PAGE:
As I noted yesterday, certain aspects of the Mass of Pentecost Tuesday suggest that it may have been a day associated with the reconciliation of heretics. Today, therefore, the Church unites this verse of the Psalm to an account of the first Pentecost, to proclaim that the orthodox teaching on the Trinity is the very same doctrine held and taught by the Apostles, which began to be diffused through the world on Pentecost. This is also suggested by the preface which we now use on the feast of the Holy Trinity, but which first appears in the Old Gelasian Sacramentary two centuries before that feast was instituted as the preface of the octave of Pentecost.
In the Gospel of the vigil of Pentecost (John 14, 15-21), Christ says that He “shall give you another Paraclete,” which, as St Augustine explains in the Breviary homily, shows that He is also a paraclete, a Greek word which means inter alia “advocate”, “intercessor” and “consoler.” As the Introit refers to God “dwelling among them”, perhaps specifically in reference to the Incarnation, the second prayer asks that “the Holy Spirit may come and make us a temple of His glory by dwelling worthily (therein).” This effectively equates the Son and the Spirit just as the verse of the preceding Alleluja does, and establishes the Holy Spirit’s role as “another Paraclete.” The word “temple” also looks forward to the “porch of Solomon”, a part of the Temple of Jerusalem, mentioned in the next reading as the place where the Apostles and the faithful gathered, but doomed to be destroyed, as Our Lord Himself predicted. This shows that with the coming of the Holy Spirit, each individual follower of Christ becomes the true temple of God.
The Holy Trinity, by a follower of the Flemish painter Artus Wolffort (1581-1641); public domain image from Wikimedia Commons.
The second reading, Acts 5, 12-16, begins with the statement that “by the hands of the Apostles were many signs and wonders wrought among the people.” The Church Fathers often understood the first words of Psalm 18, “The heavens proclaim the glory of God”, to symbolically mean the Apostles’ proclamation of the faith. The Breviarum in Psalmos attributed to St Jerome states that “ ‘The heavens’ are the Apostles, ‘glory’ is (God’s) work, and ‘proclaim’ means ‘announce’, because they preach the glory of God.” (PL 26, 872C) This is also stated by St Augustine (Enarr. in Ps. 18) and St Gregory the Great (Hom. 30 in Evang.) among others. Since the Apostles work wonders, and “the heavens” symbolically means the Apostles, they are thus represented as the fulfillment of the words of the prophet Joel quoted by St Peter, “I will show wonders in the heaven above.”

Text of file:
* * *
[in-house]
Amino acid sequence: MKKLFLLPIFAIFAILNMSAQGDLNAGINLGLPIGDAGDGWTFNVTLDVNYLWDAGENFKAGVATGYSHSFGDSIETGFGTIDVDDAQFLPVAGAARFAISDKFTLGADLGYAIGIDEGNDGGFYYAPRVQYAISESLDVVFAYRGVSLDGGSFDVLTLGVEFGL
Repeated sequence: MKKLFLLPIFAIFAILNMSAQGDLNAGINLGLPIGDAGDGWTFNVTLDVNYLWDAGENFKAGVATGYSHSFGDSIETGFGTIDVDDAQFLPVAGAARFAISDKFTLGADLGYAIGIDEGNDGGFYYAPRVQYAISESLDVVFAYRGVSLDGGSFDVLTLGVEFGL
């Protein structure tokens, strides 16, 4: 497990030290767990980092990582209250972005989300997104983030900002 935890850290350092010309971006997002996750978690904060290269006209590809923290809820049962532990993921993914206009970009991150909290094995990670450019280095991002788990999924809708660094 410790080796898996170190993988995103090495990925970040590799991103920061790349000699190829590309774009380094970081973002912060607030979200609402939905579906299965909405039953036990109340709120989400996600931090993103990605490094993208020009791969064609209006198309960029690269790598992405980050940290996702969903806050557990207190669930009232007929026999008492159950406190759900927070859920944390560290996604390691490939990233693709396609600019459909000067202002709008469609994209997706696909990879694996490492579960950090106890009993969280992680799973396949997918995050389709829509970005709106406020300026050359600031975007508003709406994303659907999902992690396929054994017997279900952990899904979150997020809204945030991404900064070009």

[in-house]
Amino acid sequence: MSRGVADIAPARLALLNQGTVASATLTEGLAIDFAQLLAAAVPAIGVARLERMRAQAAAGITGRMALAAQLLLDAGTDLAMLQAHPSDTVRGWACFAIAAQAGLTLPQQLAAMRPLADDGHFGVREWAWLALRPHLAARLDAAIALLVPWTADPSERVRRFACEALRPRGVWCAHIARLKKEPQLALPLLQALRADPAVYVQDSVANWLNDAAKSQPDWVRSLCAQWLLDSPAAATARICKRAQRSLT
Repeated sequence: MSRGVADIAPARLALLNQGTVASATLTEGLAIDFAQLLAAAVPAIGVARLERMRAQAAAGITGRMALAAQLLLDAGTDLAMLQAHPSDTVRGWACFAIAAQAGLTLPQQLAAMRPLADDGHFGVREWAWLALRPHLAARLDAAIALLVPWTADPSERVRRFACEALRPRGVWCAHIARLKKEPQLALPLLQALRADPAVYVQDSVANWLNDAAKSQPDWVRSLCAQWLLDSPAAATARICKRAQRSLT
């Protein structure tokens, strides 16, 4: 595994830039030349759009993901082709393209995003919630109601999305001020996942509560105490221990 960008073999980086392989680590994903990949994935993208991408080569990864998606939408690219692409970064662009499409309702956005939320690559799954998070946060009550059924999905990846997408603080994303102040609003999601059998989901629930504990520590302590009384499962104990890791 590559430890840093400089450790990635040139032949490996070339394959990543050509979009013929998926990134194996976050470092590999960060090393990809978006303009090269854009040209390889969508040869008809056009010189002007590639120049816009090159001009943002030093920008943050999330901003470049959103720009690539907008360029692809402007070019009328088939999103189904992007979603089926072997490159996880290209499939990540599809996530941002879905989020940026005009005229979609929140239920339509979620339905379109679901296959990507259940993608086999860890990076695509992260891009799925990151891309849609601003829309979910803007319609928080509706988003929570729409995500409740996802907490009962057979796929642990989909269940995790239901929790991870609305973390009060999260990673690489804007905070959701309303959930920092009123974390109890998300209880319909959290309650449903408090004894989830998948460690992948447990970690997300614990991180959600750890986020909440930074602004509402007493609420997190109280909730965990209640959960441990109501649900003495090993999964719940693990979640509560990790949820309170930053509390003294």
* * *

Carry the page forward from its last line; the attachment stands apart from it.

The Gospel, John 6, 44-52 is part of the Eucharistic discourse which takes up most of that chapter. The reason for this choice of passage is not clear, but perhaps, since these Ember days are intended to prepare the Church for the longest stretch of the liturgical year, the time after Pentecost, it was intended as a reminder that on our pilgrimage through this time, we are always sustained by the Bread of Life, “the living bread that cometh down from heaven.” If the Introit is indeed to be read as a reference to the Incarnation as I posit above, then perhaps this Gospel would also be a reference to the today’s station at Mary Major. The chapel attached to the ancient basilica which housed the relics reputed to be those of the crib of Christ was known as “Sancta Maria in Bethlehem”, and as St Gregory the Great points out in his Christmas homily in the Roman Breviary, “Bethlehem” means “house of bread.” The words “Your fathers ate the manna in the desert, and died” look back to the Introit, in which God made the people’s way though the desert to Mount Sinai.
The Offertory chant is sung at the three of the four Ember Wednesdays, those of Lent, Pentecost (with an ‘alleluia’ added for Eastertide), and September. “Meditábor in mandátis tuis, quae dilexi valde, et levábo manus meas ad mandáta tua, quae diléxi, allelúja. – I will meditate upon Thy commands, which I have loved exceedingly, and I will lift up my hands to Thy commands, which I have loved, alleluia.” (Ps. 118, 47-48) The tense of the first verb is changed from the reading of the Vulgate and Septuagint, “meditabar” in the imperfect (“I was meditating”), to the future, for no clear reason. (This is more consonant with the tense, but not the meaning of the verb in Hebrew, “eshta‘asha‘ – I will delight”, but it is unlikely that the composer of the chant knew that.)
A beautiful polyphonic setting by Palestrina.
The Communio, like that of Monday and the first Alleluia of Tuesday, is taken from the Gospel of the feast, to which it therefore unites the Ember day. “Pacem relinquo vobis, allelúja: pacem meam do vobis, allelúja, allelúja. – Peace I leave to you, alleluia; My peace I give you, alleluia, alleluia.” (John 14, 27)